• The development of Classical Greek civilization began with the rise of city-states. City-states were formed as people living in neighboring villages joined to protect themselves from outside dangers. Many of these groups built walled forts for safety during enemy attacks. Each fort was usually built on a hilltop. It was called an acropolis, which means high city in Greek. Over time, villages grew into cities around the acropolis. Houses, public building, and an open-air market called an agora stood below the acropolis. Beyond these were farmland and smaller villages. Some city-states became overcrowded and did not have enough resources to meet everyone's needs. To ease the overcrowding, Greek colonies were set up in southern Italy, on the island of Sicily, and in the other areas.

    The city of Sparta had an inland location on the Peloponnesian Peninsula. The inland location caused them to establish a military economy. Their society was made up of three classes. Only males in the ruling class were considered to be Spartan citizens. They were the descendants of the Dorians, who had migrated to the Greek peninsula in the 1100s B.C. Helots were enslaved farm workers who were the largest class. People feared this class because they outnumbered them 10 to 1. So the Spartan society began to focus on their military. To prepare life as a soldier, Spartan boys started training at six or seven. Sparta had a oligarchy where a few people from the ruling class made decisions for everyone.

  • The city-sate of Athens was located on Attica, a part of the Balkan Peninsula northwest of the Peloponnesus. After the Dark Age, Athens was ruled by an aristocracy, or a small group of leaders from wealthy landowning families who inherit the right to rule. In 594 B.C. the Athenians asked a leader named Solon to make reforms, or changes, in their government to end struggles. Solon divided the Athenians into classes based on wealth and birth. Those with the most wealth became part of the ruling class. Yet the Athenians wanted a larger role in making decisions. More reforms in 508 B.C. made the Athenian city-state into the worlds first democracy. A democracy is a system of government in which the people rule. A leader named Cleisthenes opened the government to all free men 18 years of age or older, not just the wealthiest. He also created a new council. The council suggested laws for the assembly and decided on government policies. A policy is a plan of action.

    The different city-states had a cultural identity, a connection with one another. Over time, this common cultural identity began to help people begin to think of themselves as a single civilization. According to the mythology, the people of all city-states shared a common ancestor. His name was Hellen, for this reason they called their country Hellas and themselves Hellens. The Greeks believed that their god, Zeus, controlled events both in nature and in human life. Athena was the goddess of wisdom and warfare, Aphrodite was the goddess of love and beauty, and Hermes was the messenger of the gods. In addition to their language, mythology, and religion, the Greeks were united by other activities. The ancient games were held about 776 B.C. To A.D. 393. Writing also helped bring the city-sates together. In the 700s B.C. the Greeks developed a writing system based on the one used by the Phoenician traders. The word alphabet comes from the names of the first two Greek letters, alpha and beta. A common mythology, religion, activities, and language helps unite the Greeks as people. It also set them apart from others living in the Mediterranean region. The Greeks thought of themselves as different from all other peoples. They called anyone who could not speak a barbarian. Today a barbarian is a person who is considered uncivilized, or rough mannered.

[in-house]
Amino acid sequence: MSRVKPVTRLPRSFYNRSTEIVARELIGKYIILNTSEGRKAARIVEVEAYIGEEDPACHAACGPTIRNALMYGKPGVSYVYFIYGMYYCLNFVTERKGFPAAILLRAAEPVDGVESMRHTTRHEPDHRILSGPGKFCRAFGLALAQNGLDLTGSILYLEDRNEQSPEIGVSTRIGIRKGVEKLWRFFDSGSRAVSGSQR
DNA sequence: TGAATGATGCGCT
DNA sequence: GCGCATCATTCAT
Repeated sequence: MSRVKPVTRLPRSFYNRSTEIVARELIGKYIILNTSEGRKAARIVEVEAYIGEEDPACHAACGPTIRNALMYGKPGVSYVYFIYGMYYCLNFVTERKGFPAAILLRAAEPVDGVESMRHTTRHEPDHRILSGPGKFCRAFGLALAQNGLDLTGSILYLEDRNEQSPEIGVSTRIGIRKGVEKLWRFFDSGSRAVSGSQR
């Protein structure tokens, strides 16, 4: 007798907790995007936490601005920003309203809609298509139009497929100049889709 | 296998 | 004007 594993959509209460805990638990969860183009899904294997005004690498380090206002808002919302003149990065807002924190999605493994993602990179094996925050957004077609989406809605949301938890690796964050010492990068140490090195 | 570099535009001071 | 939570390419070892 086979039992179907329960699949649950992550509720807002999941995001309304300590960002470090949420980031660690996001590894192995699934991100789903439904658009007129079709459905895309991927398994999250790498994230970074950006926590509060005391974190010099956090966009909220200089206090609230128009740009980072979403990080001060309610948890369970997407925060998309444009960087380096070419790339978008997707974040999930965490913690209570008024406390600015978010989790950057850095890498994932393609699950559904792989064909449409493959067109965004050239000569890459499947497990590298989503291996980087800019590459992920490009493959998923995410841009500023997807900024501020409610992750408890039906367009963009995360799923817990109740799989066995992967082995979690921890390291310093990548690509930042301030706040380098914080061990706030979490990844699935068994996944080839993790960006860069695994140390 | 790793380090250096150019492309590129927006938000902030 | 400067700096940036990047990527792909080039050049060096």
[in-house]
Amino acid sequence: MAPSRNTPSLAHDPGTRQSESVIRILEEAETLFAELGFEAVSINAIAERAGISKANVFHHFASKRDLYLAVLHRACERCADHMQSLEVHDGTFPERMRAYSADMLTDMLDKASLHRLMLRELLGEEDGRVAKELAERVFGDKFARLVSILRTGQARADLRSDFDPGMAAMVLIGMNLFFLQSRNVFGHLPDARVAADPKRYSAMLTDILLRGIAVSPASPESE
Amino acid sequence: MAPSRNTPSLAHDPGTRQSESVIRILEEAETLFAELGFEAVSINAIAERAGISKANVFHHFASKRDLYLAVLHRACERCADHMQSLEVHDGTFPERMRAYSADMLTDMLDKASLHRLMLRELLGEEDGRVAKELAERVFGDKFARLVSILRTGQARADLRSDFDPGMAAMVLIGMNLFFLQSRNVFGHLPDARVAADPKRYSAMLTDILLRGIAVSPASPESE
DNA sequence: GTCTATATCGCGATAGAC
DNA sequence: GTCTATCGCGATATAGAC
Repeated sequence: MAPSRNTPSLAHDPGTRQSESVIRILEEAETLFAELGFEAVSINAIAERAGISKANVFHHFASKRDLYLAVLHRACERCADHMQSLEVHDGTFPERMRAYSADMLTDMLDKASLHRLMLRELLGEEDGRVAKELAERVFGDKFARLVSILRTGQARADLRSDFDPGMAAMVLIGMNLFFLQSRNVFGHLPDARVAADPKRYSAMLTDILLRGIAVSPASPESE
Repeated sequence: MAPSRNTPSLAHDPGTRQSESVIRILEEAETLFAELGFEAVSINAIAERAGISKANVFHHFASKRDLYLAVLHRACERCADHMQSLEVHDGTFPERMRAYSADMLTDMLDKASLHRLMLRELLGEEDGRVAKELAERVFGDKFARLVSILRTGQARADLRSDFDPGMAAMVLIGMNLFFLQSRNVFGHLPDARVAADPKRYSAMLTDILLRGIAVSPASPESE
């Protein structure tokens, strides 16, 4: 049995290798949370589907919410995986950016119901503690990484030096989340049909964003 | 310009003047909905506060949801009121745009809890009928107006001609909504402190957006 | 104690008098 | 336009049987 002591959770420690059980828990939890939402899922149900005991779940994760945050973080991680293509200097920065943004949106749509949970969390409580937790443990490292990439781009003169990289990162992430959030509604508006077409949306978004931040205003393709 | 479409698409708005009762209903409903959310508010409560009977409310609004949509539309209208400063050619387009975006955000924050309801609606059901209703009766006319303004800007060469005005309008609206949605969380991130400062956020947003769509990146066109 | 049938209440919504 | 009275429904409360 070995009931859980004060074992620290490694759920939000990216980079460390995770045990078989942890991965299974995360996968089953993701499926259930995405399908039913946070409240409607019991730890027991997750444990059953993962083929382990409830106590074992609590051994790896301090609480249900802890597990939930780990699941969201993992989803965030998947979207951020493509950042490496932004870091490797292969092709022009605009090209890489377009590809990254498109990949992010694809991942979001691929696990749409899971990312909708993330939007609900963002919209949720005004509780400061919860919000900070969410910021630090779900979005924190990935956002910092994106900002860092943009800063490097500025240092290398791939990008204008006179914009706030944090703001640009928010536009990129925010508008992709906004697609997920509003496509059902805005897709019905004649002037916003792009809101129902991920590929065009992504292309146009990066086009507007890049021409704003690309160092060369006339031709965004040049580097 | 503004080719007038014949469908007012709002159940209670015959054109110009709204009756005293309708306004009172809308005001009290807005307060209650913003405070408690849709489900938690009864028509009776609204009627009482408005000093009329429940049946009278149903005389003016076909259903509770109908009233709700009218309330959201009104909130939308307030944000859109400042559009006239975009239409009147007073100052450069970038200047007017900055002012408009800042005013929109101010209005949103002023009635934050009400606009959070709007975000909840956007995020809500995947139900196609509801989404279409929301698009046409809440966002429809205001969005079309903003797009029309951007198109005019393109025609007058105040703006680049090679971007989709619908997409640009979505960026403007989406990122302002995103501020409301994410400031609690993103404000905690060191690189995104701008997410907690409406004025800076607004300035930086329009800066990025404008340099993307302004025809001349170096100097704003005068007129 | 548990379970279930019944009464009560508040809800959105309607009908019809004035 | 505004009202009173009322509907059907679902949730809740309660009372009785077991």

• At the begging of 500s B.C. A common enemy brought the Greek people together for a time. The common enemy was Persia. Citizen-soldiers from Athens met a larger Persian force on the plain of Marathon, not far from Athens. Although the Persians had more soldiers, the well-trained Athenians managed to defeat them in just one day of fighting. Legends about the battle tell of a messenger who ran all the was from Marathon to Athens to report the amazing victory. Athens today re-create this run in the marathon, a race that covers 26 miles. Then in 480 B.C. the Persians tried to attack Balkan Peninsula, but they were met by Greek forces made up of armies and navies from many city-states, including Athens and Sparta. They defeated the Persians once again near the island of Salamis and on land at Plataea. City-states from Attica, Asian Minor, and some of the Aegean Islands joined Athens to form the Delian league. A league is a group of allies.

    Athens was led by Pericles a member of the city-states wealthiest ruling class. Pericles was a relative of Cleisthenes, who had taken away the authority from the aristocracy and given it to the city-states assembly. In 460 B.C. Pericles was elected as a leader in t